Sunday, December 31, 2006
Brick Houses, Winding Paths and Unexpected Sharp Elbows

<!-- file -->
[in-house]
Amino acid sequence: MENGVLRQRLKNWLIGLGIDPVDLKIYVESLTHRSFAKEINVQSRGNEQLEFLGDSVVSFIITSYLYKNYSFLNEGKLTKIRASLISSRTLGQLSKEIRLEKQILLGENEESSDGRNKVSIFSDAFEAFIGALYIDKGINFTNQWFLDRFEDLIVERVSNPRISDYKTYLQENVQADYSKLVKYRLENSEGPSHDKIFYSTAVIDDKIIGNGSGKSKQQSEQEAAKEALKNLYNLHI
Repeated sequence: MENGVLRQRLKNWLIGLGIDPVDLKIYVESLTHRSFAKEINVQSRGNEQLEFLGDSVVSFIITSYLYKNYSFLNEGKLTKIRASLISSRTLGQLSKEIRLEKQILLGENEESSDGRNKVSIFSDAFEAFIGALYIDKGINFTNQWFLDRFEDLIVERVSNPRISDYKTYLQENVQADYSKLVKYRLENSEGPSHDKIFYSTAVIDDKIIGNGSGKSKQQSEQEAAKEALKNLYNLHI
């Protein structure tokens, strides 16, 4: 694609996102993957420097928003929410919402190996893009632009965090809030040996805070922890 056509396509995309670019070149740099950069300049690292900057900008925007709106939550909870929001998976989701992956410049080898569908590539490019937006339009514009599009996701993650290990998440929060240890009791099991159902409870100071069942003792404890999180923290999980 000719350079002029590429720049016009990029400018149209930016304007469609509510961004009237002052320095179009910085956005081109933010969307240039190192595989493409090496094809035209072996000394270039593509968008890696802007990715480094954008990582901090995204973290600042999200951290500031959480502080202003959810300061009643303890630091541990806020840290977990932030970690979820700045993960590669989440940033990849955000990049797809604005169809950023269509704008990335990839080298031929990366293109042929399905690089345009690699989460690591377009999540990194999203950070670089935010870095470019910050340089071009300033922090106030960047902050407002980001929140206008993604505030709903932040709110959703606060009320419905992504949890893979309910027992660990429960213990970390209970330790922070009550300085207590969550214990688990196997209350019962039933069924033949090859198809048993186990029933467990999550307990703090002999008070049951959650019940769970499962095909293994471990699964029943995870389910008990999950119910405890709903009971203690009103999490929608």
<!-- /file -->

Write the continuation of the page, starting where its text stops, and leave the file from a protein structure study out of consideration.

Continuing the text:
The New York Times ran a piece today entitled, "Brick Houses, Winding Paths and Unexpected Sharp Elbows" about Sunnyside Gardens. It seems that certain residents of the neighborhood would like to see it designated an historic district while others don't. It's no surprise that Prof. Meiklejohn of Hunter College's Urban Plannning Department is leading the opposition to landmarking. She is the person behind the Corona and Dutch Kills studies that said those areas need massive upzoning for immigrant influx. I guess Sunnyside Gardens should look like Elmhurst in her opinion. There are already two historic districts near the 7 train, we can't have another! Professor Meiklejohn did expose a dirty little secret, however: Landmarking increases, not decreases property values, and is used to help rich people keep their neighborhood rich, or to gentrify targeted areas. Photo is of Sunnyside in 1900, when the Gardens was still decades away from being built.